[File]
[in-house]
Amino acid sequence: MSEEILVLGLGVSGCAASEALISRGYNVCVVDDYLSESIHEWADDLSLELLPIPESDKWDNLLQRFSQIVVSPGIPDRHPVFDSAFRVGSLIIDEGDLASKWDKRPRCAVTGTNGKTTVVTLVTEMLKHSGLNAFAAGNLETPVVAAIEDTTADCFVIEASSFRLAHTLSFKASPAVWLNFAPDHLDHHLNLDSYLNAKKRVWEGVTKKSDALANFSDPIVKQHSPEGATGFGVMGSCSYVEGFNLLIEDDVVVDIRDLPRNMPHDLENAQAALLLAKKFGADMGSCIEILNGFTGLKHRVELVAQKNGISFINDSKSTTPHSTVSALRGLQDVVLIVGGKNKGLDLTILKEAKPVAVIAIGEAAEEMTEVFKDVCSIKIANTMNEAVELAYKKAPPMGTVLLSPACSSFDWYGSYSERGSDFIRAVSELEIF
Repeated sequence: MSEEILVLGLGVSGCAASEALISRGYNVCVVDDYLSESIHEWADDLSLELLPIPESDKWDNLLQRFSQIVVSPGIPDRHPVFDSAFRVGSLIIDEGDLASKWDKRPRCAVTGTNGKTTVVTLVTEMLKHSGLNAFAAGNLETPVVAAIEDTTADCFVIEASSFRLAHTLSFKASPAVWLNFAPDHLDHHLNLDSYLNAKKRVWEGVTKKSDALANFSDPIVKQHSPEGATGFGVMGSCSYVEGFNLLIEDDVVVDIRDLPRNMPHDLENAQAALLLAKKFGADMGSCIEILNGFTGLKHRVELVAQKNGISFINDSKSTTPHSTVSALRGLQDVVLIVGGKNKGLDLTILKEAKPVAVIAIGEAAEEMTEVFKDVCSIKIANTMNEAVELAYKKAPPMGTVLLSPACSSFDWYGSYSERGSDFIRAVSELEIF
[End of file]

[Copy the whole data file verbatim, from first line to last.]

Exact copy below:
[in-house]
Amino acid sequence: MSEEILVLGLGVSGCAASEALISRGYNVCVVDDYLSESIHEWADDLSLELLPIPESDKWDNLLQRFSQIVVSPGIPDRHPVFDSAFRVGSLIIDEGDLASKWDKRPRCAVTGTNGKTTVVTLVTEMLKHSGLNAFAAGNLETPVVAAIEDTTADCFVIEASSFRLAHTLSFKASPAVWLNFAPDHLDHHLNLDSYLNAKKRVWEGVTKKSDALANFSDPIVKQHSPEGATGFGVMGSCSYVEGFNLLIEDDVVVDIRDLPRNMPHDLENAQAALLLAKKFGADMGSCIEILNGFTGLKHRVELVAQKNGISFINDSKSTTPHSTVSALRGLQDVVLIVGGKNKGLDLTILKEAKPVAVIAIGEAAEEMTEVFKDVCSIKIANTMNEAVELAYKKAPPMGTVLLSPACSSFDWYGSYSERGSDFIRAVSELEIF
Repeated sequence: MSEEILVLGLGVSGCAASEALISRGYNVCVVDDYLSESIHEWADDLSLELLPIPESDKWDNLLQRFSQIVVSPGIPDRHPVFDSAFRVGSLIIDEGDLASKWDKRPRCAVTGTNGKTTVVTLVTEMLKHSGLNAFAAGNLETPVVAAIEDTTADCFVIEASSFRLAHTLSFKASPAVWLNFAPDHLDHHLNLDSYLNAKKRVWEGVTKKSDALANFSDPIVKQHSPEGATGFGVMGSCSYVEGFNLLIEDDVVVDIRDLPRNMPHDLENAQAALLLAKKFGADMGSCIEILNGFTGLKHRVELVAQKNGISFINDSKSTTPHSTVSALRGLQDVVLIVGGKNKGLDLTILKEAKPVAVIAIGEAAEEMTEVFKDVCSIKIANTMNEAVELAYKKAPPMGTVLLSPACSSFDWYGSYSERGSDFIRAVSELEIF